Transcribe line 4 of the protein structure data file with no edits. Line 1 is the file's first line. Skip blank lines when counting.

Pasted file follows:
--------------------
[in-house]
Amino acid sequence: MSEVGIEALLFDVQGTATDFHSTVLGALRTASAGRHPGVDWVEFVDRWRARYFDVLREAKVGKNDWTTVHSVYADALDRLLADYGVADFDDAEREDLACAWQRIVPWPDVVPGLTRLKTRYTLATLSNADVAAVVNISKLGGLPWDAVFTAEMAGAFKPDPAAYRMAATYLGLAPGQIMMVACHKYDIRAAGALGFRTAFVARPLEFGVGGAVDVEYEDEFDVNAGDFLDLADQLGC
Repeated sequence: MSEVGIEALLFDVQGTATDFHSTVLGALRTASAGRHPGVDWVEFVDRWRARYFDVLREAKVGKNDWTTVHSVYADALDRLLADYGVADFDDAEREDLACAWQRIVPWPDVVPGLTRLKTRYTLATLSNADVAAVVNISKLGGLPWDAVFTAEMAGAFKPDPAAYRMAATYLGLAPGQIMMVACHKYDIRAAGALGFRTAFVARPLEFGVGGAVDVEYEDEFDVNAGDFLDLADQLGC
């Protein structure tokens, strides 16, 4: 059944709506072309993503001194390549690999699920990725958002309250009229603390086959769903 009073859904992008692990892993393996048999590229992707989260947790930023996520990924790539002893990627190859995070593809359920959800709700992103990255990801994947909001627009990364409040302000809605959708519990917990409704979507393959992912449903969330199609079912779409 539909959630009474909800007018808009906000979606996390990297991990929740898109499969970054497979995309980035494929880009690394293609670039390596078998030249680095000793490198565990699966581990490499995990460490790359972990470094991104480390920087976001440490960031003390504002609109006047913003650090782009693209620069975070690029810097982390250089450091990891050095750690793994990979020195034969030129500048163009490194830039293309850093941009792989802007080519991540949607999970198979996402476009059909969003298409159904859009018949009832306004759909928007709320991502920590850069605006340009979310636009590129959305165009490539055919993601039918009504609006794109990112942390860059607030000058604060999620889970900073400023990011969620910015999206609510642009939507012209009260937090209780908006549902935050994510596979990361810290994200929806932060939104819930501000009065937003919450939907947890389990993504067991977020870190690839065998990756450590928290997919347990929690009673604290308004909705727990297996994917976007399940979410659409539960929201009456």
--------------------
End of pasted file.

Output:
């Protein structure tokens, strides 16, 4: 059944709506072309993503001194390549690999699920990725958002309250009229603390086959769903 009073859904992008692990892993393996048999590229992707989260947790930023996520990924790539002893990627190859995070593809359920959800709700992103990255990801994947909001627009990364409040302000809605959708519990917990409704979507393959992912449903969330199609079912779409 539909959630009474909800007018808009906000979606996390990297991990929740898109499969970054497979995309980035494929880009690394293609670039390596078998030249680095000793490198565990699966581990490499995990460490790359972990470094991104480390920087976001440490960031003390504002609109006047913003650090782009693209620069975070690029810097982390250089450091990891050095750690793994990979020195034969030129500048163009490194830039293309850093941009792989802007080519991540949607999970198979996402476009059909969003298409159904859009018949009832306004759909928007709320991502920590850069605006340009979310636009590129959305165009490539055919993601039918009504609006794109990112942390860059607030000058604060999620889970900073400023990011969620910015999206609510642009939507012209009260937090209780908006549902935050994510596979990361810290994200929806932060939104819930501000009065937003919450939907947890389990993504067991977020870190690839065998990756450590928290997919347990929690009673604290308004909705727990297996994917976007399940979410659409539960929201009456």